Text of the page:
Strength of Faith

On hearing that it was Jesus of Nazareth, he began to cry out and say, “Jesus, son of David, have pity on me.” And many rebuked him, telling him to be silent.

Over the months of Ordinary Time, (and we only have three Ordinary Sunday’s left) we spend time dedicated to growth. We focus on how we live out the Christian faith, how we walk in Strength of Faith.

Last night, on the Grand Ole Opry, Carrie Underwood sang “Jesus Take The Wheel.” The woman in the song had a barTimaeus experience as she shouts out in despair and hope: Jesus, take the wheel!

“Jesus, son of David, have pity on me. Jesus, son of David, have pity on me! Jesus, son of David, have pity on me!!!”

We humans by design have a natural fight or flight response. Our adrenaline kicks in and sometimes we can even accomplish superhuman feats. 

We see this as each of these people call out to Jesus. The experience of barTimaeus and the woman in the song are testimony to the coordination between our spiritual and physical lives as we hear them call out with all that they are.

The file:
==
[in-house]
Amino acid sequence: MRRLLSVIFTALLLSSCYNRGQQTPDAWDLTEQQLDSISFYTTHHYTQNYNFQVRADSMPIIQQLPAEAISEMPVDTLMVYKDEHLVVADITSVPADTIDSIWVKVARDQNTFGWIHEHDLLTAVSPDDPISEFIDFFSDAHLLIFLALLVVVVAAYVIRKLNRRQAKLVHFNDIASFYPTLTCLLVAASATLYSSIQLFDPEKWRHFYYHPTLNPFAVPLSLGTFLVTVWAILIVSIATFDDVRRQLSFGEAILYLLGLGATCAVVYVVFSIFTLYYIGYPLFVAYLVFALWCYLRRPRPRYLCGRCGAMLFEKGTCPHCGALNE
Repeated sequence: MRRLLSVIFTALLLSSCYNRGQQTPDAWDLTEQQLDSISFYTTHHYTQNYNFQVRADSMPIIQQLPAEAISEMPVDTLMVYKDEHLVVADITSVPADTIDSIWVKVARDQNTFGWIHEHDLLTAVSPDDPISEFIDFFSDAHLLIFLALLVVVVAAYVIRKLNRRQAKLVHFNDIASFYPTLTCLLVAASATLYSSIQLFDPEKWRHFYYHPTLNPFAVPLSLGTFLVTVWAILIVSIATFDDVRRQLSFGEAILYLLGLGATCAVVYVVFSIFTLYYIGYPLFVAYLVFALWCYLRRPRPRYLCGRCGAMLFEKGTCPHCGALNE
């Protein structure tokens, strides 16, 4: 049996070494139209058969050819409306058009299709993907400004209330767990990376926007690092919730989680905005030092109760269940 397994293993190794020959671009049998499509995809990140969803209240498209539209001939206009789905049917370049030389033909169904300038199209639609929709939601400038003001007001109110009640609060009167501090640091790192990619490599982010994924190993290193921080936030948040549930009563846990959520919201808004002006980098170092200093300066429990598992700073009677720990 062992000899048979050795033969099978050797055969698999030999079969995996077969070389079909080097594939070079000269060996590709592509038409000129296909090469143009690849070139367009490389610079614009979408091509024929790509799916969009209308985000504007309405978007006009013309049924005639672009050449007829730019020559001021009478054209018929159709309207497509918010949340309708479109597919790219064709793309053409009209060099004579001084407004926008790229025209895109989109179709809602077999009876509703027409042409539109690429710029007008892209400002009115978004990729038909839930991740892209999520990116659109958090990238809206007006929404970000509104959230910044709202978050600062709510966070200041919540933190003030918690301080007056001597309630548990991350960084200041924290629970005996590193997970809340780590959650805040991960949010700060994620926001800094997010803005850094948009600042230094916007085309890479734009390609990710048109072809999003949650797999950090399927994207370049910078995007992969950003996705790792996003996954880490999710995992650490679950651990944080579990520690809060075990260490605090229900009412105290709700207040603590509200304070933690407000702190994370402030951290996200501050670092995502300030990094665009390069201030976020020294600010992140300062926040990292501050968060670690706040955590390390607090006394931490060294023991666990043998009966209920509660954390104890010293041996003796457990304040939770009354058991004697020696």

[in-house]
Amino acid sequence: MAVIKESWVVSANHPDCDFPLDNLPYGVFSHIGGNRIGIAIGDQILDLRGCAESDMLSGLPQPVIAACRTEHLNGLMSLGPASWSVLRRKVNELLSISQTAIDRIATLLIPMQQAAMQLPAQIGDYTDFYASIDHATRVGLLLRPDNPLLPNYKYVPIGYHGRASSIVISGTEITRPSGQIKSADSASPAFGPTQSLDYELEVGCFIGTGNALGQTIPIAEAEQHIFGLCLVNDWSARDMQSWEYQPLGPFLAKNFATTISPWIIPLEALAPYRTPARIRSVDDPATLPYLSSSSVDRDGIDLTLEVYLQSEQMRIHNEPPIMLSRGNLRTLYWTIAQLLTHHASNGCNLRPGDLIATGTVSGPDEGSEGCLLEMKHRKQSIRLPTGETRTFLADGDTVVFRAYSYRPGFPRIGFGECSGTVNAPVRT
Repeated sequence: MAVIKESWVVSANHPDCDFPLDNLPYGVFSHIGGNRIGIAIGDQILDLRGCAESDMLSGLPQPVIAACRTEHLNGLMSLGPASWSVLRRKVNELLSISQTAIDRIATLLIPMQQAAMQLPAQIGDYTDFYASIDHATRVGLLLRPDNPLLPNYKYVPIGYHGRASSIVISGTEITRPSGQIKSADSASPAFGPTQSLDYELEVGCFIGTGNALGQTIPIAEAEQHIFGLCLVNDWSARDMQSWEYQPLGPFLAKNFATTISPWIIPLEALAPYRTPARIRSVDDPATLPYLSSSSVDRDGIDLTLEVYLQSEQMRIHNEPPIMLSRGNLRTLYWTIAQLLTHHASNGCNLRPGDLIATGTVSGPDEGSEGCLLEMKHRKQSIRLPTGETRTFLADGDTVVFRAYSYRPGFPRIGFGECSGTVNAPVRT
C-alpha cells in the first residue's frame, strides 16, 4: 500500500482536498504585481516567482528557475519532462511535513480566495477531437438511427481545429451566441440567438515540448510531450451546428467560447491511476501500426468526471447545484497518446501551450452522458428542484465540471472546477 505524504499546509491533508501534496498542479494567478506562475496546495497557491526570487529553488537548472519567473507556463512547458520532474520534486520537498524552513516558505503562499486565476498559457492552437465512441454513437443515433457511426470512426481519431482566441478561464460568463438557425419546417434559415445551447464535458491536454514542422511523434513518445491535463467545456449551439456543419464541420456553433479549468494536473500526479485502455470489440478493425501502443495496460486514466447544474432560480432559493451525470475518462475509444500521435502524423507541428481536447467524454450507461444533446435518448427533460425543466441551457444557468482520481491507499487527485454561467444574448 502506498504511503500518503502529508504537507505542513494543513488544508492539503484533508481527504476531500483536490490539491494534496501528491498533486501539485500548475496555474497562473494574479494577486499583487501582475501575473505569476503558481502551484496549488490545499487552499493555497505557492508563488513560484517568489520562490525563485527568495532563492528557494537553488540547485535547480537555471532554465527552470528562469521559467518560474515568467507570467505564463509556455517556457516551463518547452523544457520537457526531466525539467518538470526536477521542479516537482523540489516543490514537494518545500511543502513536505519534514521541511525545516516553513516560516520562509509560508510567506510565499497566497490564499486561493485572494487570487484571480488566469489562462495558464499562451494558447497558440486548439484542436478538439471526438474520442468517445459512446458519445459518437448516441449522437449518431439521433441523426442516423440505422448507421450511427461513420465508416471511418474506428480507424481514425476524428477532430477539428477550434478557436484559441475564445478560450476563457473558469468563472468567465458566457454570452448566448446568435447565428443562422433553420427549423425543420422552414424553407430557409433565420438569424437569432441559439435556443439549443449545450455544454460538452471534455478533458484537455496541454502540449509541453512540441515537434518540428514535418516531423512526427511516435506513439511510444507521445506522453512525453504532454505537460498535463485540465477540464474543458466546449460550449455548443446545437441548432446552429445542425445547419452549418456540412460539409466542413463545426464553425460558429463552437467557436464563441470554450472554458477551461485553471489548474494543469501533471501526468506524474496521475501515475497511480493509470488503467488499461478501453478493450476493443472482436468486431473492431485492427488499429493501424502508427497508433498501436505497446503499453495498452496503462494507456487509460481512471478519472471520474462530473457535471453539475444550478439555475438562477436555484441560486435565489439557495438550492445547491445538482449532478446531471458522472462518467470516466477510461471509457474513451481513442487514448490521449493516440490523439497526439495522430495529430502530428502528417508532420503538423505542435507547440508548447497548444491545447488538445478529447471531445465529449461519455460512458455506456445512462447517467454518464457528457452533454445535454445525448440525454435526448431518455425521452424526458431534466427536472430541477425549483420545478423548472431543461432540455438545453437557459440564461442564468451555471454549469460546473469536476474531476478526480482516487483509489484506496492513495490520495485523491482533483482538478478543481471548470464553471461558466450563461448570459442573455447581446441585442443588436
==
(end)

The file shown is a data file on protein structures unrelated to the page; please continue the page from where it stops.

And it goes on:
In both cases these people find themselves in a very empty place. They are alone, apart, scarred, fearful, and in need of great and immediate help. In both cases they cry out to Jesus. Their bodies and spirits are united in seeking His help. In both cases, with barTimaeus the factual case, the plea is answered.

Did these people live in Strength of Faith? 

For barTimaeus, he absolutely lived by faith. He knew that Jesus could save and heal him.  It is why he called out despite being criticized. As such, once Jesus summoned him, he thew aside his cloak – which was both garment and symbol for a beggar who depended on others and went to Jesus. He knew he wouldn’t need that cloak and that he would see. He was fully trusting by the Strength of his Faith.

In the song, after the car is saved, the woman prays, first seeking forgiveness and then pledging amendment of life. She certainly had faith, but no real Strength of Faith. She had not been living faith; hers was dead and cold. She was blocking faith out until the urgency of the situation.

What comes next for each of them is what is most instructive for us and exemplary. Both barTimaeus and the woman moved forward continuing then to live in Strength of Faith. barTimaeus went on to follow Jesus. The woman, freed, recommitted to Strength of Faith.

Both had their shout of plea changed to a shout of proclamation. Both went on to witness boldly to Jesus (even when people told them not to) with all they had. So must we.